Mostly retired now, in recent years I was the sysadmin and programmer for a group of algae scientists in the Phycology Section at the Academy of Natural Sciences of Drexel University, where I have written many web services such as this one, showing data about one algal species. Working out of my home, part-time and with a flexible schedule, I am also a research associate for a professor in the CIS department at the University of Pennsylvania.
I have an M. S. in computer science (Univ. of Tenn., 1983), and I started my computing career in 1984 as a member of technical staff at Bell Laboratories, which was originally part of AT&T but later split itself into many companies such as Lucent (now Alcatel-Lucent). For more than a decade there, I worked on everything from embedded systems to light-wave communications to network operations systems. The company paid part of the costs, and granted leave of absence, for me to get a second master's degree in public sector management (Fels Center, Univ. of Penn., 1992).
After more than a decade at Bell Labs, during which time the company slowly fell apart around my ears and my former colleagues scattered to the four winds, I finally left for various one- or two-year jobs, where funding continually fell through so I had to keep moving on. In 2002, I took a 4-year untenured lecturership in the MCIT program at the University of Pennsylvania. After that, I spent 5 years as a full-time employee at ANS before changing to part-time, from-home work.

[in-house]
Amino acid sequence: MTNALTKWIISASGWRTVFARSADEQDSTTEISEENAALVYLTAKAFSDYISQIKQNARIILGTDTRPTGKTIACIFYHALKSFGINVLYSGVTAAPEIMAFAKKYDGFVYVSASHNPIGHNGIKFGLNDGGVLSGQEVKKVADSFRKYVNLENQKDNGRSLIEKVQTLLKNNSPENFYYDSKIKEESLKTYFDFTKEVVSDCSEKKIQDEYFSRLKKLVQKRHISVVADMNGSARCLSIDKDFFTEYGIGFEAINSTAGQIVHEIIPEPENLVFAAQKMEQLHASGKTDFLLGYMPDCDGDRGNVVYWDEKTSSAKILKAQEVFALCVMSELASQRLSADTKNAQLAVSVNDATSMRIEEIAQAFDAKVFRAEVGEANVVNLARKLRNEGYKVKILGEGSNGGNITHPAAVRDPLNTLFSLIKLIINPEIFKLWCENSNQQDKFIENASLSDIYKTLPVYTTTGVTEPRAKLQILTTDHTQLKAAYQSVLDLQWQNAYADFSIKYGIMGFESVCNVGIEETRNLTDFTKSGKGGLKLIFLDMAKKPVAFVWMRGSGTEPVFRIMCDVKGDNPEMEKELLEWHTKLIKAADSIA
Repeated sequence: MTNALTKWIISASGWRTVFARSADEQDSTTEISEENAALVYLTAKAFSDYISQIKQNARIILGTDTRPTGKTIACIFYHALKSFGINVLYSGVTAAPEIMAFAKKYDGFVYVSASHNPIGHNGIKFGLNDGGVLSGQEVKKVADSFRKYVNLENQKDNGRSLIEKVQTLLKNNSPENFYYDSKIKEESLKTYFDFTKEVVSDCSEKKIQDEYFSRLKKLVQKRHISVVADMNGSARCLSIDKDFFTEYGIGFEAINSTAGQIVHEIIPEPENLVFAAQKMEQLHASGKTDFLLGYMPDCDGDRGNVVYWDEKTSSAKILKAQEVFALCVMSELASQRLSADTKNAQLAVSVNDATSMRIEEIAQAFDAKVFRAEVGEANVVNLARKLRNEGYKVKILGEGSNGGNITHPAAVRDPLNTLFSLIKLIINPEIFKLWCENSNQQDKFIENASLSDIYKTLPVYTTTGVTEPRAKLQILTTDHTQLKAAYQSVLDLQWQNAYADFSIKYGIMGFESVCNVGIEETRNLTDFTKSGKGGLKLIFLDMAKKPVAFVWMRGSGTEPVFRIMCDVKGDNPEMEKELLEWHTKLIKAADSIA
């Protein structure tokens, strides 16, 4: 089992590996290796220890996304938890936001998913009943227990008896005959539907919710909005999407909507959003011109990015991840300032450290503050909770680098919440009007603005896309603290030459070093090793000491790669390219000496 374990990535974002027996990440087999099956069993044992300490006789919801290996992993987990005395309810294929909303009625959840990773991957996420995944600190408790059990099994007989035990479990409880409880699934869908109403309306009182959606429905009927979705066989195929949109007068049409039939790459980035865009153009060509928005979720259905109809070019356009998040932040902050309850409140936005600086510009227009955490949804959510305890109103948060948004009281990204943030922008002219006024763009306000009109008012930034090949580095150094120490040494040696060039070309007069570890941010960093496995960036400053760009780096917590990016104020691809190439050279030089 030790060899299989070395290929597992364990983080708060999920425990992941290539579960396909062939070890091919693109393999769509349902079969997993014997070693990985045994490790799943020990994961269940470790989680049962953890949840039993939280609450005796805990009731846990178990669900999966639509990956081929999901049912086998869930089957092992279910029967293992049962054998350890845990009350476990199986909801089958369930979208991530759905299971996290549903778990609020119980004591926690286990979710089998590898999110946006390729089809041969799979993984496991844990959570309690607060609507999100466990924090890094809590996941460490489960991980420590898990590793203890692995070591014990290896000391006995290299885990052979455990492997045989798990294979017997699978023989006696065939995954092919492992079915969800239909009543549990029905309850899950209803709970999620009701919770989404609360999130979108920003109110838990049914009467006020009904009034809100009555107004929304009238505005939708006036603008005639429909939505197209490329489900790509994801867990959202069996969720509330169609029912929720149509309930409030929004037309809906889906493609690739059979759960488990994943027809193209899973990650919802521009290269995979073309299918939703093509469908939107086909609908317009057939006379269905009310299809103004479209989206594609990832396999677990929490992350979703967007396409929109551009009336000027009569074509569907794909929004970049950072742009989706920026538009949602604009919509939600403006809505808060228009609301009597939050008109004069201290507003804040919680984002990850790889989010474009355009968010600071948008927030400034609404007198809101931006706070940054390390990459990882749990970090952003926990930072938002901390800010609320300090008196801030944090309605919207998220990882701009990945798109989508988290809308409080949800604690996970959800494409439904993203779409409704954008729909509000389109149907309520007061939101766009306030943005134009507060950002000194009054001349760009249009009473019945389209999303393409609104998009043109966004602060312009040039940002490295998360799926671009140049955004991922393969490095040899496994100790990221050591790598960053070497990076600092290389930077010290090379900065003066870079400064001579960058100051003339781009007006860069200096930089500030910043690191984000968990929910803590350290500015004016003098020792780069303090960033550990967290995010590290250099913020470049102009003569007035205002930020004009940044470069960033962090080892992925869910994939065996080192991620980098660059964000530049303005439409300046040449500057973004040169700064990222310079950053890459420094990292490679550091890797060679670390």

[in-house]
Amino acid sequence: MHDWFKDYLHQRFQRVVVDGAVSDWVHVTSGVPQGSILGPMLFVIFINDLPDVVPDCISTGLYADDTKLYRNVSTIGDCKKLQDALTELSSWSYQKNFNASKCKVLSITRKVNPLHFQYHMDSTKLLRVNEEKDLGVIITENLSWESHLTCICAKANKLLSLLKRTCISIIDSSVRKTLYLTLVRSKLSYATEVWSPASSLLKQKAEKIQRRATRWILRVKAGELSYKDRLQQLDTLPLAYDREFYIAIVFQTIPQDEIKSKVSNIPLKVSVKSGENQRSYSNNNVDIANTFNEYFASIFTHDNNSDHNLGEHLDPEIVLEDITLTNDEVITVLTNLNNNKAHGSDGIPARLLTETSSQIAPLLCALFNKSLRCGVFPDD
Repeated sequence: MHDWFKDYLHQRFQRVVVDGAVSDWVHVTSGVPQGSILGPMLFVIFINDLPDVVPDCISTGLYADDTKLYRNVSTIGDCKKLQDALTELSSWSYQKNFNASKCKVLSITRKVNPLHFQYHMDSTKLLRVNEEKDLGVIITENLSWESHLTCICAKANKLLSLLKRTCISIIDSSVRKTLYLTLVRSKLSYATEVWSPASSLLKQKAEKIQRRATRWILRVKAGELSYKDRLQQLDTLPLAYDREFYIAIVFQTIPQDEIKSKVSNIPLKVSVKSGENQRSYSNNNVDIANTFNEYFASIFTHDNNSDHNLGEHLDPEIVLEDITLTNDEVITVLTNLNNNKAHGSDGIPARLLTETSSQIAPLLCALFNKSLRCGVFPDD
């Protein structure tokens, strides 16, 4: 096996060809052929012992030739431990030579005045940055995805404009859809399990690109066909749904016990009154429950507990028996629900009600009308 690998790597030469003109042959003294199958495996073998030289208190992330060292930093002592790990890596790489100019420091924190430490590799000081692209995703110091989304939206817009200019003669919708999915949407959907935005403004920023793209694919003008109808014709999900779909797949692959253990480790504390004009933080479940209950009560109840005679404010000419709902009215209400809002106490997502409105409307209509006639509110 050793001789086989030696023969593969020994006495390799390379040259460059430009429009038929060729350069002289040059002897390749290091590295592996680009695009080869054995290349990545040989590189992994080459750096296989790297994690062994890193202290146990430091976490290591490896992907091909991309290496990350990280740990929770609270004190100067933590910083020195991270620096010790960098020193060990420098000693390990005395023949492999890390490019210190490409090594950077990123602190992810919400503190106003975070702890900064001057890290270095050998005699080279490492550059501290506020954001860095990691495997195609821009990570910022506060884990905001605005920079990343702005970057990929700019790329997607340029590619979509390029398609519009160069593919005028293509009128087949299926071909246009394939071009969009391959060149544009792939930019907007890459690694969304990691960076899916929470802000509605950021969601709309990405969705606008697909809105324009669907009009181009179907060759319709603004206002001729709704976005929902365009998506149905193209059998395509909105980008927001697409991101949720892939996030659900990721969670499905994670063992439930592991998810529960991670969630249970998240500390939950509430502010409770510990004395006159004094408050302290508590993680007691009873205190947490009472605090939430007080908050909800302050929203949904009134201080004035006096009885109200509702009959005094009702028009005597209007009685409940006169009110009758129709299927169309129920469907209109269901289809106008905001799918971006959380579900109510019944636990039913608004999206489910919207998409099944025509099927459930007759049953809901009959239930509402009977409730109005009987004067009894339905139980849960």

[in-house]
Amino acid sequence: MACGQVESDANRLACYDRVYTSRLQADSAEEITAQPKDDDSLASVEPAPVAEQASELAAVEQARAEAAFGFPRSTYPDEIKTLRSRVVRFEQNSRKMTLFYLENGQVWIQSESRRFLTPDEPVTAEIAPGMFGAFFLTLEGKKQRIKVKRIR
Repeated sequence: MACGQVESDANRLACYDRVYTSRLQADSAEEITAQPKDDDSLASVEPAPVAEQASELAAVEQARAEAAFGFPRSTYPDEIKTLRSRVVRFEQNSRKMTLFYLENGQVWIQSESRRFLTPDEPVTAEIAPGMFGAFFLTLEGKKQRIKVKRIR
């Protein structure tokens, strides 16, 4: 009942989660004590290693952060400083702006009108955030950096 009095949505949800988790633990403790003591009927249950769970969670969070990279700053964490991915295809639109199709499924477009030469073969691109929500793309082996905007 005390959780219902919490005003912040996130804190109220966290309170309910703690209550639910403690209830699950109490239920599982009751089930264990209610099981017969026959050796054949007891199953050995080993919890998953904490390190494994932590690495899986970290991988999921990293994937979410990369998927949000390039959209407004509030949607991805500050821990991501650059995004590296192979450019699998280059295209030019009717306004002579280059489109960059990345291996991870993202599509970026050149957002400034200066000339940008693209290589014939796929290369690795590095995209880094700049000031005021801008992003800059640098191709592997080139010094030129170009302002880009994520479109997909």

In the late 1970's, I spent 2 years repairing telephone switches for GTE in southwest Virginia and worked in some of the last Strowger switching offices remaining in the United States. During that time, I also repaired electromechanical telephone switching systems made by Leich, that had so-called common control units for call routing--in effect, a fully electromechanical, special-purpose computer. I could see numbers being stored in registers as people dialed, which is a pretty good introduction to how computers really work.
In two different stints (70's and 80's), I completed all the coursework required for a Ph D in Germanic linguistics (at the Univ. of Tenn.), reading Old High German, Old Norse, Icelandic, Middle High German, Afrikaans, Pennsylvania Dutch, Yiddish, various regional German dialects under direction from Professors Nordsieck and Kratz, and also studying Spanish, Latin, and Russian. Unfortunately, I never completed that degree, but I did read a lot of really interesting literature, travelled some, and am still fluent in German as a result.
I have a B. A. in German, with a minor in English (Univ. of Tenn., 1974), and while an undergraduate, I managed to complete a couple of years of calculus and a year of physics, which stood me in good stead when I converted to being a computer scientist.
More about me personally is here.
In this project, I am an Editor in the Computers workgroup, and I am currently serving on the Council, partly because no one else will, but also in hopes that we can somehow save this project and even revive it. I believe in its possibilities despite all the growing pains the project has been through.
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